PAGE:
(First published November 11, 2009)
Like fish stranded by a fast retreating tide, most mainstream economists, commentators and governments tend to be flapping around frantically and aimlessly, unaware of the real cause of their distress. The more cautious among them hope for a slow return of the tide; most merely hope against hope that somehow, sometime, all will return to what it was. It almost certainly will not.
Nobody saw it coming. This is an oft repeated mantra about the global economic crisis, which is also — and equally erroneously — referred to frequently as a financial crisis. But it is certainly true that most mainstream economists and commentators continued to talk up the economy even as the first serious signs of collapse became evident. And most also tended to refer to it — at least initially — as a purely financial affair.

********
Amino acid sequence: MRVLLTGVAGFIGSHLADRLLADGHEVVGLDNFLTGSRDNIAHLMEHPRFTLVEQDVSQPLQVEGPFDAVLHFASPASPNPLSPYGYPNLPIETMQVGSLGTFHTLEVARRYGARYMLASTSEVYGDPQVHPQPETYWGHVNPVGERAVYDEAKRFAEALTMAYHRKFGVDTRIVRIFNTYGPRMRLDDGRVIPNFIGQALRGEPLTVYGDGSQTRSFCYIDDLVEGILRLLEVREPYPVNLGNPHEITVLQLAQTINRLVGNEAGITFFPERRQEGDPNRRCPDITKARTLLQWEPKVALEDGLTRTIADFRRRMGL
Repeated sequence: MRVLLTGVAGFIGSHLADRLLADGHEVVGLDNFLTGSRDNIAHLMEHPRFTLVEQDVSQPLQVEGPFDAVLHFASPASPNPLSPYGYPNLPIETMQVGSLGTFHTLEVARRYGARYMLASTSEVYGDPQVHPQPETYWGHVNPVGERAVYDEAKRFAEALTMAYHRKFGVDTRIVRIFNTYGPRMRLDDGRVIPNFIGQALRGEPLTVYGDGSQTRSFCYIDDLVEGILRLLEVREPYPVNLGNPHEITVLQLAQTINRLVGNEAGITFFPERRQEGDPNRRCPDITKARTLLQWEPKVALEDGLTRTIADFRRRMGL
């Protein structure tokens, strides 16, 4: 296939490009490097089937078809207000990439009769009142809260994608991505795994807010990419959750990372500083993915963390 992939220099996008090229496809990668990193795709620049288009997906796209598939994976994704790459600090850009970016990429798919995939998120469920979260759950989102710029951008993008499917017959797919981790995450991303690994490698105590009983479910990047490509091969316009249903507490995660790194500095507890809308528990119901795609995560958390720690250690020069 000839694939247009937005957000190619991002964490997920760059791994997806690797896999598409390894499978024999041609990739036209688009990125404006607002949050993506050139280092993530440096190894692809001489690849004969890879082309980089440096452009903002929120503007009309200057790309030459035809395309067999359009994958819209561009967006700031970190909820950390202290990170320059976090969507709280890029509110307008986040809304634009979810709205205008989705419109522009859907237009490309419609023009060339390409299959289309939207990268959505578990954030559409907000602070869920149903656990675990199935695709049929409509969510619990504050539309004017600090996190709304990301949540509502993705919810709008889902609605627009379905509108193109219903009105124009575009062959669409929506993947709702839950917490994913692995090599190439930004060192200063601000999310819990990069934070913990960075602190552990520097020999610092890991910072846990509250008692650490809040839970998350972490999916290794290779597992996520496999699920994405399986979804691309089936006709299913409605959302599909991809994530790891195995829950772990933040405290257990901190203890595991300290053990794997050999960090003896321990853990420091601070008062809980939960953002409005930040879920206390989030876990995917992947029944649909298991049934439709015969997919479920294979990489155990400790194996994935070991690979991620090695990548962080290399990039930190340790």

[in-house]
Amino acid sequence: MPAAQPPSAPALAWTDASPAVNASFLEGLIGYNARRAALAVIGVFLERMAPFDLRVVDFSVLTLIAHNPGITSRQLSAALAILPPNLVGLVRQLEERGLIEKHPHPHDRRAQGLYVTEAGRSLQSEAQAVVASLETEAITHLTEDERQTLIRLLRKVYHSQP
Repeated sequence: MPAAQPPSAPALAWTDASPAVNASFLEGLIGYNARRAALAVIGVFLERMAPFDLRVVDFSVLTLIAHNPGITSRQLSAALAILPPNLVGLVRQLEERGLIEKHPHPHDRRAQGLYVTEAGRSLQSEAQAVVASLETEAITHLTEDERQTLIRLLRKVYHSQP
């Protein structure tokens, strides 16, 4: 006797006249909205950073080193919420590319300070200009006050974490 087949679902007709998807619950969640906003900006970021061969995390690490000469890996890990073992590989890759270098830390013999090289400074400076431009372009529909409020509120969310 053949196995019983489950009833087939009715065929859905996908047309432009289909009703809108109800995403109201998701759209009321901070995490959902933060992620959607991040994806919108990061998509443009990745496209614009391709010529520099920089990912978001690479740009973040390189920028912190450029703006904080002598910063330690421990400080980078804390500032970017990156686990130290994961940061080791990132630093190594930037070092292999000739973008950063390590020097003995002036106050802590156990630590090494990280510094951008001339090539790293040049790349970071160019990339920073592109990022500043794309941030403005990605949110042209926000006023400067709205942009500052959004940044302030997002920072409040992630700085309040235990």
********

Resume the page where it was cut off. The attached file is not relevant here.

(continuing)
They did so out of an almost religious belief in the market and, in most cases, an obvious absence of knowledge about economic history. Clearly blinded by the chimera of Stock Exchanges and the smoke and mirrors of booming futures and derivatives trading, they lost sight — if ever they had it — of the real productive economy. Their god was profit and their church, the market.
So when the economic bubble began to deflate, punctured by what was an effective pyramid scheme based on sub-prime mortgages in the United States, they did not question church or deity; the search was for individual sinners, those who had abused the rites and rituals that they believe guarantee profits ever after. So instead of rational appraisals, there were frequent outpourings of dogmatic incantations and calls for regulatory patches to repair the sub-prime hole that had begun deflating the economic bubble.